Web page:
Then we can even use it like this, so we don't get any screen output, and also copy some data to multiple files in a single step: >/dev/null # or >NUL if on Windows.

Assuming that multiple teefiles were specified when creating the Tee object that the program will use, this will cause multiple copies of the program's output to be made in different specified teefiles, while the screen output will be thrown away. IOW, it will act like a command to copy some data (the output of the Python program) to multiple locations at the same time, e.g. one could be on a directory on your hard disk, another could be on a USB thumb/pen drive, a third could be on a network share, etc. The advantage here is that by copying from the source only once, to multiple destinations, we avoid reading or generating data multiple times, one for the copy to each destination. This can be more efficient, particularly for large outputs / copies.

For more fun Unixy / Pythonic stdin / stdout / pipe stuff, check out:

[xtopdf] PDFWriter can create PDF from standard input

and a follow-up post, that shows how to use the StdinToPDF program in that post, along with my selpg Unix C utility, to print only selected pages of text to PDF:

Print selected text pages to PDF with Python, selpg and xtopdf on Linux

Enjoy your tea :)

- Vasudev Ram - Online Python training and consulting

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Marc Passy said...

Why not just use logging? Does the same thing, but not limited to two outputs.

fruch said...

Looks like a nice idea, but does seems to have a real performance benefit, it won't​ be quicker then copy the file to the destination you need.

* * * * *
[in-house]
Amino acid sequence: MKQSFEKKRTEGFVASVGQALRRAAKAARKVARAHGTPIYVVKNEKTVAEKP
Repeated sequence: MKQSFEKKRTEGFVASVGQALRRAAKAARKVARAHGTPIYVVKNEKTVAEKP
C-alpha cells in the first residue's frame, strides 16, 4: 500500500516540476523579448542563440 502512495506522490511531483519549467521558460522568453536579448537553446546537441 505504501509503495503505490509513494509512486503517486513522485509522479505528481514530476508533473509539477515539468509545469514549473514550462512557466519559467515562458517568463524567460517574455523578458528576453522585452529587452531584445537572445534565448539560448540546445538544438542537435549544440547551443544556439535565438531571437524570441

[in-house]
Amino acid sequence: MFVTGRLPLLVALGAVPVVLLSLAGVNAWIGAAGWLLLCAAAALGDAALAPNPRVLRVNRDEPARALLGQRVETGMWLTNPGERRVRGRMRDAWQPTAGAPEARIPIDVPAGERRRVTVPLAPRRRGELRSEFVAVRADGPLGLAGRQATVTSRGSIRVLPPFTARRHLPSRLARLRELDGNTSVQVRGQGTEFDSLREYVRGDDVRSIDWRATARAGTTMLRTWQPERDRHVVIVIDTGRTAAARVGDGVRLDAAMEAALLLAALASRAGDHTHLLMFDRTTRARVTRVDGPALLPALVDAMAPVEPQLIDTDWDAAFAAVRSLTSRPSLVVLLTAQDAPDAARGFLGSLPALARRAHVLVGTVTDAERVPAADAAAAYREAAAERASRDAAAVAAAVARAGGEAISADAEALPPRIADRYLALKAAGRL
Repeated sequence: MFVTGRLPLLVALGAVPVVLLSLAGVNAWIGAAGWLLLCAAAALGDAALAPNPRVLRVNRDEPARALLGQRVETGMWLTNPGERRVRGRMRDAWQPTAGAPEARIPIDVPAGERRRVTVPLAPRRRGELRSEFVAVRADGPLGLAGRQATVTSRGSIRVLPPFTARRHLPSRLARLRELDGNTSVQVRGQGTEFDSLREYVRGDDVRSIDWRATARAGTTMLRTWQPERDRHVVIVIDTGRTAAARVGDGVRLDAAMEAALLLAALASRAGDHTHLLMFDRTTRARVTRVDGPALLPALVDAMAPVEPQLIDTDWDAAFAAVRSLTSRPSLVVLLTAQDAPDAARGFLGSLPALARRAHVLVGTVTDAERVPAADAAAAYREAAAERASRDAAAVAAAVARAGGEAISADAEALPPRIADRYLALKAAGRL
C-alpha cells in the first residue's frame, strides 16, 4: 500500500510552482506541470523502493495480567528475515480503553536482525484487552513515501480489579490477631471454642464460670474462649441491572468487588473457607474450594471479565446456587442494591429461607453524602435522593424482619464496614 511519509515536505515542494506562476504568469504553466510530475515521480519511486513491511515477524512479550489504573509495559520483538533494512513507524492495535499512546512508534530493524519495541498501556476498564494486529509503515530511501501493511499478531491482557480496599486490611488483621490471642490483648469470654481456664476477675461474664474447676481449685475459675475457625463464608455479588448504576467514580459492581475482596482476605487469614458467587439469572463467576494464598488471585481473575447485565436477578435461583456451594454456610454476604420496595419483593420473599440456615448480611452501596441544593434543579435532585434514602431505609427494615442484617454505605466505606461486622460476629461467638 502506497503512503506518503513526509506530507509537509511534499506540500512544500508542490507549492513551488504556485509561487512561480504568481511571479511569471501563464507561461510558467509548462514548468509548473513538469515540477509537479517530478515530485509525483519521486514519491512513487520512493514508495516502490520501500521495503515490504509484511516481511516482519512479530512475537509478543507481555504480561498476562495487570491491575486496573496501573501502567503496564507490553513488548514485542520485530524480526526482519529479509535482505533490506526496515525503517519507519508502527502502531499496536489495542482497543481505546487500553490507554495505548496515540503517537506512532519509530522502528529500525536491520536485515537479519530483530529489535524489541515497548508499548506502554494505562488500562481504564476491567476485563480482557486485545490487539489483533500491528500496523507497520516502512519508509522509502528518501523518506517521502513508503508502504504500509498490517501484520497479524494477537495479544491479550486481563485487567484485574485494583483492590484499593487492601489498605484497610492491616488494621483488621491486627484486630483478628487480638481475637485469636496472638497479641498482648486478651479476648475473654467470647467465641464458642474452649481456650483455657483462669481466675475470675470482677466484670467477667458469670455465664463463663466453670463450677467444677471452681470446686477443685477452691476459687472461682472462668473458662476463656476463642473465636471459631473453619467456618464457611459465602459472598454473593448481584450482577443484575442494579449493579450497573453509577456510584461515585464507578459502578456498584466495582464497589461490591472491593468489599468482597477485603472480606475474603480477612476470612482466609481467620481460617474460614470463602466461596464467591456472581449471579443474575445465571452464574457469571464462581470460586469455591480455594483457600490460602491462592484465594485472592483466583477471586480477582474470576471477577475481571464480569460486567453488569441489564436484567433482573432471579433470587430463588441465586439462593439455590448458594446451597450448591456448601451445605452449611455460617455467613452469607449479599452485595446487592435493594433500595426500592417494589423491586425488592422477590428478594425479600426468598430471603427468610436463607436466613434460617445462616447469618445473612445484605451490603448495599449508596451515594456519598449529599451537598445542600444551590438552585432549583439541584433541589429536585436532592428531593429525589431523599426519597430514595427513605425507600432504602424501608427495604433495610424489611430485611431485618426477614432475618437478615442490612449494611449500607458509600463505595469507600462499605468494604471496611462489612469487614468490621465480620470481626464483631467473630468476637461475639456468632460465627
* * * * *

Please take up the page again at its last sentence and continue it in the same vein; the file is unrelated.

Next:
Vasudev Ram said...

@Marc: Good point. I do know about logging, of course, in fact just recently recommended to a client that we use it in a multi-threaded Python project we are doing, because the logging output is thread-safe, whereas output of plain prints can be wrongly interleaved, at least if you output multiple values in a single print call (seems so, based on an experiment I did).

This was just a fun experiment. Also, multiple outputs can be implemented in this Tee class as well, as I said in the post; we just have to pass more file objects as arguments to the constructor, and write to all of them in the write method. But it is not meant to replace the logging module by any means; logging has many other useful features.

Vasudev Ram said...

@fruch: Thanks. By "does seems" I guess you meant "does not seem". I think you did not get my point, which was that via this method, we are only reading or generating the input once, but copying it to many places, so it should be faster - leaving aside things like the fact that running a native binary copy command (e.g. COPY or XCOPY in Windows or cp in Unix) may be a bit to somewhat faster than a Python program. But with that method you would have to read the input for each copy you do. So for n copies, my method works out to 1 read or generate plus n writes, but for the OS copy, it is n of the former and n of the latter. That is where the benefit comes from, as I said in the post. The only con may be that the native copy may be somewhat faster in throughput since those commands may be optimized, but the Python one may not be much slower, since file I/O in Python is done using compiled C code under the hood - a lot of the Python file handling functions will directly map to corresponding functions from C's stdio library, if I'm not mistaken. So file I/O in Python should run at near C speed. But as with any performance issue, the only right way is to measure and measure again.

Ravoori said...

Just pointing out that UNIX tee can write to more than one file at a time. Also you may want to have your class implement a ContextManager to ease closing of file handles

Vasudev Ram said...

@Ravoori: Thanks for your comment. I did mention that ability of Unix tee in the post - see below the code. I'm not always in favor of context managers, though I implemented one for my xtopdf toolkit:

[xtopdf] PDFWriter now has context manager support: